The former vice president of sales and marketing at Rivian Automotive Inc. filed a lawsuit against her former employer alleging a culture that discriminates against women. When she complained, she was abruptly fired.
The suit was filed on Nov. 4 in a California Superior Court in Orange County. A statement of claims was also filed with the American Arbitration Association.
This lawsuit is just the latest example of how inequities are still alive and well in many workplaces. Discriminatory practices minimize the value of the employee – whether the discrimination is due to gender, race, religion, disability, or other protected status.
Textbook Pattern of Gender Bias
Laura Schwab said that she was marginalized at Rivian Automotive Inc., a startup working to bring an electric pickup truck to consumers. She was routinely excluded from meetings where she should have been invited to attend. This exclusion made it more difficult for her to be as effective in her role. Additionally, the company’s chief growth officer would make decisions about her team with input from men on other teams.
Her opinions about company operations were dismissed. She believed the assertion that the company would produce 1,000 electric vehicles by the end of 2021 was not possible and the production process needed refinement. Her concerns went ignored or were considered only after a man later expressed the same opinion.
Punished for Speaking Up
Schwab said she was fired from Rivian in October after complaining to human resources. In an article she posted on Medium, she said, “I raised concerns to HR about the gender discrimination from my manager, the “boys club” culture, and the impact it was having on me, my team, and the company. Two days later, my boss fired me.”
According to the court filing, the electric truck maker allegedly violated California’s labor code, harmed her reputation, and caused emotional pain. Rivian is headquartered in Irvine, CA.
Like any other firing, Schwab’s termination hurt her financially. Her employment package was a $360,000 base salary, a 40% bonus, a six-digit sign-on bonus, a five-figure monthly stipend. Perhaps the biggest financial loss is the $1.5 million in equity in unrestricted stock units. Rivian is expected to have its initial public offering (IPO) this month.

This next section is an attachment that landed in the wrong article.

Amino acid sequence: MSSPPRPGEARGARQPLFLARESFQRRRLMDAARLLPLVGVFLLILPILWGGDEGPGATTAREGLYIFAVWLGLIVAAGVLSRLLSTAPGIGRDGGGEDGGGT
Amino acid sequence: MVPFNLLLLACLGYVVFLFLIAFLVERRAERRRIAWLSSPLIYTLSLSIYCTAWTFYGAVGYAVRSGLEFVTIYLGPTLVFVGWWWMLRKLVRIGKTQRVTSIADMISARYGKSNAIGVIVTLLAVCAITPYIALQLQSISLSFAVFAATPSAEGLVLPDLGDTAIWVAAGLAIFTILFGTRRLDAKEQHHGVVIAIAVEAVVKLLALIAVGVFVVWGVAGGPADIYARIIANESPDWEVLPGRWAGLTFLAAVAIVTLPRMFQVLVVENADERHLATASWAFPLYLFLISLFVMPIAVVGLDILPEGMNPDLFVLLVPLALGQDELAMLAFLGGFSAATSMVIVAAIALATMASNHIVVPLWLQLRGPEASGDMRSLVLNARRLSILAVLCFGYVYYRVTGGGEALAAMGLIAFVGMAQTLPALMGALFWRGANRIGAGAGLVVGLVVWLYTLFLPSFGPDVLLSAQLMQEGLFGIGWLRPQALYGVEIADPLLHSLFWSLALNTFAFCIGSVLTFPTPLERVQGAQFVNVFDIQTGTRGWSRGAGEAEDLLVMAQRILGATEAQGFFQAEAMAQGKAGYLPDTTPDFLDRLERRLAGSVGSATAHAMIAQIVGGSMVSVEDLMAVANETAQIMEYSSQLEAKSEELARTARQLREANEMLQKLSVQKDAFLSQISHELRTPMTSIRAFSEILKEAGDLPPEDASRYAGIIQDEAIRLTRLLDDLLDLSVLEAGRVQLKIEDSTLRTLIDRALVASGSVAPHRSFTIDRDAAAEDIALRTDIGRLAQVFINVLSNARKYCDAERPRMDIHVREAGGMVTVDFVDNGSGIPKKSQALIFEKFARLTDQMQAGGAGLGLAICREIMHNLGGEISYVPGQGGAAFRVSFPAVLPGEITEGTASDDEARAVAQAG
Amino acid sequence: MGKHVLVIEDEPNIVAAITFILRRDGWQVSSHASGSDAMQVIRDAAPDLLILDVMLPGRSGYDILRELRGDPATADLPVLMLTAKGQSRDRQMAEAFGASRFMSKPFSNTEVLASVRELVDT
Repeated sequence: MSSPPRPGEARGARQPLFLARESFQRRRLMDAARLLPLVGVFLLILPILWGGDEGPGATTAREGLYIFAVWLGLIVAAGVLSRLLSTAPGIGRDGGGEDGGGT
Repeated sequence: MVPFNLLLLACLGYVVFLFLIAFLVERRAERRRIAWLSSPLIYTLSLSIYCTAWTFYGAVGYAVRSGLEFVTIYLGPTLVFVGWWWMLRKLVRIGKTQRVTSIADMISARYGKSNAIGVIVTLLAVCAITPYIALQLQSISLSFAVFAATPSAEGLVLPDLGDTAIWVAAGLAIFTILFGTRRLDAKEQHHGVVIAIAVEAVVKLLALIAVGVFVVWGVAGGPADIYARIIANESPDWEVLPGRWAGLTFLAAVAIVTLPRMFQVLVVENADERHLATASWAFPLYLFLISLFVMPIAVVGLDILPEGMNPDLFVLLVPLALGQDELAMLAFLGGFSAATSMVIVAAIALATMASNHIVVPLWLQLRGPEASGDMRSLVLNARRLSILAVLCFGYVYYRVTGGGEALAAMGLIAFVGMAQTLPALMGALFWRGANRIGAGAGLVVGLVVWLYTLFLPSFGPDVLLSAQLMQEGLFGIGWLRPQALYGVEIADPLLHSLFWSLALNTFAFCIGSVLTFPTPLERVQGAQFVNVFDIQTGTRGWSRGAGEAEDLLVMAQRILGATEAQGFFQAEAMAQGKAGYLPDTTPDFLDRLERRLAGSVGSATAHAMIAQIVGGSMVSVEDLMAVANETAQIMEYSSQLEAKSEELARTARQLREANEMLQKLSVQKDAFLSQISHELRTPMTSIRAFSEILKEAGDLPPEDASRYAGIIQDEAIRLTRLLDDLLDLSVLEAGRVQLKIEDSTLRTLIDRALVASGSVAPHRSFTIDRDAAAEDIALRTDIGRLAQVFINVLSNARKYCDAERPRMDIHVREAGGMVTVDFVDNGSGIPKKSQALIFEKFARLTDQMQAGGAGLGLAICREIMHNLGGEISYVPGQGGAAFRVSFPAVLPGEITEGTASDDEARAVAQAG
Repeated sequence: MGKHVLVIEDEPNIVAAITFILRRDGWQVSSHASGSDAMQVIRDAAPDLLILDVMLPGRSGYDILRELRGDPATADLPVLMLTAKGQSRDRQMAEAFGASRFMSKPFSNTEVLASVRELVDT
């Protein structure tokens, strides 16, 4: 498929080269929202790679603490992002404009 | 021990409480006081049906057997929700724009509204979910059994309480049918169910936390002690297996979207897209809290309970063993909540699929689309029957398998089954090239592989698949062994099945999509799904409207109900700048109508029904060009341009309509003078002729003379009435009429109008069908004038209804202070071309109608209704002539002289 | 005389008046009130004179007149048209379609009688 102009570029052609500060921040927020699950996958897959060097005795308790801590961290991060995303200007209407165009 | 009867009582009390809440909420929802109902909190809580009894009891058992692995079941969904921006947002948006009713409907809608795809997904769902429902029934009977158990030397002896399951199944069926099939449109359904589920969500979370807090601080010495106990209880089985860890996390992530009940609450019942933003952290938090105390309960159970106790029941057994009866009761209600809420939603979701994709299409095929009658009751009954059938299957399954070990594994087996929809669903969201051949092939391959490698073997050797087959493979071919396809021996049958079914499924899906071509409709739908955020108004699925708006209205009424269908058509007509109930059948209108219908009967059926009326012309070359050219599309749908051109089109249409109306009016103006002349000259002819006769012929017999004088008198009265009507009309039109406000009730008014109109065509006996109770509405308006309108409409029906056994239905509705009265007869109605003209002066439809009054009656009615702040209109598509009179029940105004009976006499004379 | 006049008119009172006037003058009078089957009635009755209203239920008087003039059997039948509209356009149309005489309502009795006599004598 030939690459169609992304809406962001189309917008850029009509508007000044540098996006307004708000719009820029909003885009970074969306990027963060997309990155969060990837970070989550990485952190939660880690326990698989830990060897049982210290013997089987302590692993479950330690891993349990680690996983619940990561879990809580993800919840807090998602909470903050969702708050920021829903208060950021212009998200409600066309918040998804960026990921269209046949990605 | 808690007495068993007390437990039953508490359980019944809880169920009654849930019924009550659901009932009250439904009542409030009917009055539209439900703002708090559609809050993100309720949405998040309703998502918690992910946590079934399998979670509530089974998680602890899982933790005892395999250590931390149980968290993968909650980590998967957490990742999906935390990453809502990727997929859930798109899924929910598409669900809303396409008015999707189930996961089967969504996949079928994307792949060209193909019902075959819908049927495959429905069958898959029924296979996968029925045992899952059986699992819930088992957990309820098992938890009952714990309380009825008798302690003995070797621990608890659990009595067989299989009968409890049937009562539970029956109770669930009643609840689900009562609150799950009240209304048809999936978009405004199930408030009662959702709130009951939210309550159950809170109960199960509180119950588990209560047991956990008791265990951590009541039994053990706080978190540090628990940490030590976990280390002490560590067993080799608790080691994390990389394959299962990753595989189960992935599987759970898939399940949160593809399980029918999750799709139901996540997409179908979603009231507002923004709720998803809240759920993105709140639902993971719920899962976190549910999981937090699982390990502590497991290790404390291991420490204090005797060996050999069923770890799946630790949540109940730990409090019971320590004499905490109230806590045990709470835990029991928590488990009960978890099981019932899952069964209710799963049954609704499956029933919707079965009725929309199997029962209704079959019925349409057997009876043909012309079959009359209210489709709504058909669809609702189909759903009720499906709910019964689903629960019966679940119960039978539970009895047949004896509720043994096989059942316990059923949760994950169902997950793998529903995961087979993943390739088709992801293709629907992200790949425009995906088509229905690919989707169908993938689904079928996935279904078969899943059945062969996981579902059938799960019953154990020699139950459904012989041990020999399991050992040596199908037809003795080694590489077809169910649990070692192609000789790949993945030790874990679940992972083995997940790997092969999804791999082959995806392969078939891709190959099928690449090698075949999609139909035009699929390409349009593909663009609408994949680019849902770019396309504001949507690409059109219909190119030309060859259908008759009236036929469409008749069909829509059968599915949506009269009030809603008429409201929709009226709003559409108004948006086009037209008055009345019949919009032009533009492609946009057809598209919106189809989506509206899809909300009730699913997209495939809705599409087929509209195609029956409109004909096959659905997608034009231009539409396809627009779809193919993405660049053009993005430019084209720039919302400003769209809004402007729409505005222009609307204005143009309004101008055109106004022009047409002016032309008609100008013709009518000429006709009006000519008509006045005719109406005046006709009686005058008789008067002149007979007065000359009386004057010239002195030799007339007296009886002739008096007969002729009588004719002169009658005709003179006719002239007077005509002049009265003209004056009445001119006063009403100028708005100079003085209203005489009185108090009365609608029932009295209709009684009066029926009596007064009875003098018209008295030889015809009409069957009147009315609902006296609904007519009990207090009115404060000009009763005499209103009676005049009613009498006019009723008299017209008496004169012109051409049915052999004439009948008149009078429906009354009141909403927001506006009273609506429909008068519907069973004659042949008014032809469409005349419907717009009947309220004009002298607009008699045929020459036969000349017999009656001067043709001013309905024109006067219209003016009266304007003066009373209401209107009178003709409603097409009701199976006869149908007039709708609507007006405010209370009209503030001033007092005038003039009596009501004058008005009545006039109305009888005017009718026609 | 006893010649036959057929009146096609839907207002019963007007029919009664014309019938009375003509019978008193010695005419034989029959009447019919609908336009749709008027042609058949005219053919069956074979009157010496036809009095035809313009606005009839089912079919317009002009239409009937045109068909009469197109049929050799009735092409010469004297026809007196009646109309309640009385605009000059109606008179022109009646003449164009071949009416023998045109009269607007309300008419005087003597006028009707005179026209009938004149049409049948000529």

Schwab is suing for compensation based on unlawful discrimination and retaliation.
Retaliation Is Most Common EEOC Complaint
The U.S. Equal Employment Opportunity Commission (EEOC) said that the agency received 67,448 workplace discrimination charges in Fiscal Year 2020 (Oct. 1, 2019, to Sept. 30, 2020). Almost one-third of the cases involved gender-based discrimination. The agency also responded to more than 470,000 calls to its toll-free number.
The breakdown of workplace discrimination charges are below. The percentages add up to more than 100% because some charges allege more than one discriminatory event:
- Retaliation: 37,632 (55.8 percent of all charges filed)
- Disability: 24,324 (36.1 percent)
- Race: 22,064 (32.7 percent)
- Sex: 21,398 (31.7 percent)
- Age: 14,183 (21.0 percent)
- National Origin: 6,377 (9.5 percent)
- Color: 3,562 (5.3 percent)
- Religion: 2,404 (3.6 percent)
- Equal Pay Act: 980 (1.5 percent)
- Genetic Information: 440 (0.7 percent)
At Shellist Lazarz Slobin, we focus on labor and employment cases including discrimination, wrongful termination, unpaid overtime, and more. Contact us online or call (713) 352-3433 if you are experiencing unlawful treatment at work.
California Labor Laws
There are several differences between California and federal employment laws. Federal law identifies overtime as working more than 40 hours in a week while California labor laws allow for daily overtime as well. California’s minimum wage is now $14 ($13 for companies with 25 or fewer employees), compared to $7.25 under federal law. It’s also more challenging for an employee to be classified as exempt in The Golden State.
The state’s workplace discrimination laws are more comprehensive than those at the federal level.
Protected classes in California include the following:
- National Origin
- Sex (Including Transgender Status, Sexual Orientation, Pregnancy, Childbirth, and Related Medical Conditions)
- Disability: Physical or Mental
- Age (40 and older)
- Genetic Information
- Gender Expression
- Gender Identity
- Marital Status
- Medical Condition
- Military/Veteran Status
- Political Activities/Affiliations
- Sexual Orientation
- Status as a Victim of Domestic Violence, Assault, or Stalking
California's antidiscrimination laws apply to companies with five or more employees. Federal law applies to employers with at least 15 employees (20 employees in age discrimination cases).
Other states and individual cities have passed regulations that exceed the minimum protections established at the federal level.
Experienced Employment Lawyers in California
If you believe you are a victim of workplace discrimination, contact our experienced team at Shellist Lazarz Slobin. We have offices in Los Angeles, San Diego, and Houston, but work with clients from coast to coast. We have extensive experience at the state and federal levels in a variety of complex employment and labor cases.